University of Dayton Athletic Director Neil Sullivan has worked hand in hand with Dayton Flyers men’s basketball coach Anthony Grant and assistant coach Darren Hertz in putting together the 2017-18 men’s basketball schedule.
Hertz has been in charge of studying possible opponents, determining who should be good next season and who has been consistently good for the last five seasons. Hertz works with Sullivan and Grant to make sure they’re all on the same page. UD uses computer models to assess how scheduling a particular team will effect its NCAA tournament resume.
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It’s hard to argue with Dayton’s schedule the last four seasons. The Flyers made the NCAA tournament four seasons in a row for the first time in a large part because of their success against non-conference opponents. The formula has worked.
“For the most part, when you’ve got four at-large bids in a row,” Sullivan said, “you try to keep doing what you’ve been doing.”
Now the NCAA is changing the way it evaluates teams for the NCAA tournament. Starting this season, it will place greater emphasis on road and neutral-court victories.
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Dayton has played only one true road game in each of the last two seasons — at Vanderbilt in 2015-16 and at Alabama in 2016-17 — but will play at least two this season. The Flyers will play at Saint Mary’s College and at Mississippi State.
Dayton will also play three games on a neutral court at the Charleston Classic. A victory in any of those games will mean more.
“We support conceptually the change,” Sullivan said Monday, “and we like using well-established data. We certainly like the chance to make sure we schedule the best we can in advance. One of our responsibilities in scheduling is to predict future at-large bid criteria as accurately as possible so our team is positioned for both selection and seed in the tournament. Clearly, the easiest way to do that is win a lot of games against really good teams. If you look back 15 to 20 years, the committee’s decisions are actually reasonably consistent for teams that have good records against the best teams in basketball. That’s why bracketologists can be so accurate, right? If it was this mystery formula, you wouldn’t have people getting 95 to 96 percent of the field accurate over time.”
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The NCAA tournament selection committee has a sheet for every team being considered for the tournament. The sheet has games divided into four columns. The sheets were simpler in years past. Results against teams ranked in the top 50 of the RPI fell in the first column. The other three columns included results against teams ranked 51-100, 101-200 and then any team ranked 201 or lower.
Here’s how the new sheets will look:
• Column one: Home games vs. teams ranked 1-30; neutral-site games vs. teams in the top 50; and road games vs. teams in the top 75.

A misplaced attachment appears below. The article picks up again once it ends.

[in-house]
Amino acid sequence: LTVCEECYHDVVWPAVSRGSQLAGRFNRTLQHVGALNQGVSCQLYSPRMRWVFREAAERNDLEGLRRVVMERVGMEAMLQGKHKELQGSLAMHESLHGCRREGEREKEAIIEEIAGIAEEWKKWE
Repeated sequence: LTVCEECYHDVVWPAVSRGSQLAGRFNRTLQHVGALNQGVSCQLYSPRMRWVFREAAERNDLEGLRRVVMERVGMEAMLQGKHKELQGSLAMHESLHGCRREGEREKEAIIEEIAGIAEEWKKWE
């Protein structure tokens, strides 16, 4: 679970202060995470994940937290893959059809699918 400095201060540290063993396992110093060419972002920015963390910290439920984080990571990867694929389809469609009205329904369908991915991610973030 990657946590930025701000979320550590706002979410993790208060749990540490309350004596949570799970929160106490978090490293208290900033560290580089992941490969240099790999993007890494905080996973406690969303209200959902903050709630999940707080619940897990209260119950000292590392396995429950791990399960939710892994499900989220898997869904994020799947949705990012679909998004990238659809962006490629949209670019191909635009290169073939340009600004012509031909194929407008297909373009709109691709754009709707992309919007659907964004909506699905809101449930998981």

• Column two: Home games vs. teams ranked 31-75, neutral-site games vs. teams ranked 51-100; road games vs. teams ranked 76-135.
• Column three: Home games vs. teams ranked 76-160; neutral-site games vs. teams ranked 101-200; road games vs. teams ranked 136-240.
• Column four: Home games vs. teams ranked 161-351, neutral-site games vs. teams ranked 201-351; road games vs. teams ranked 241-351.
Dayton would have received extra credit for beating Vanderbilt, No. 71 in the RPI, on the road in the 2015-16 season. Last season, Dayton’s top road victory came at No. 31 Rhode Island. Dayton played two non-conference games against top-50 teams last season, losing to No. 17 Saint Mary’s and No. 48 Northwestern.
Getting those games will always be a priority.
“I think the challenge for us is we don’t always walk into our schedule given top-50 games that maybe the ACC and Big Ten has,” Sullivan said. “They just know from day one they’re going to have a certain number of top-50 games in their league. We don’t have that as a given, but what we do have are more opportunities for neutral-site games against top-50 teams or road games against top-75 teams.”
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With the ACC going to a 20-game conference schedule in the 2019-20 season and potentially other power-five conferences following suit, Sullivan knows it could be even more difficult to schedule those type of games in the future. That could make events like the Charleston Classic, Advocare Invitational, Puerto Rico Tip-Off and others even more important for Dayton.
“Those exempt tournaments are really so critical,” Sullivan said. “You can get those neutral games that maybe you can’t get at home. (Two years ago) we played Iowa and Xavier (in Orlando). They’re not playing us home and home. Last year we played Northwestern. Northwestern wasn’t going to play us home and home, but they would play us in Chicago on a neutral court. If we can continue to get those types of games, that’s in our wheelhouse. It should match up with our scheduling model.”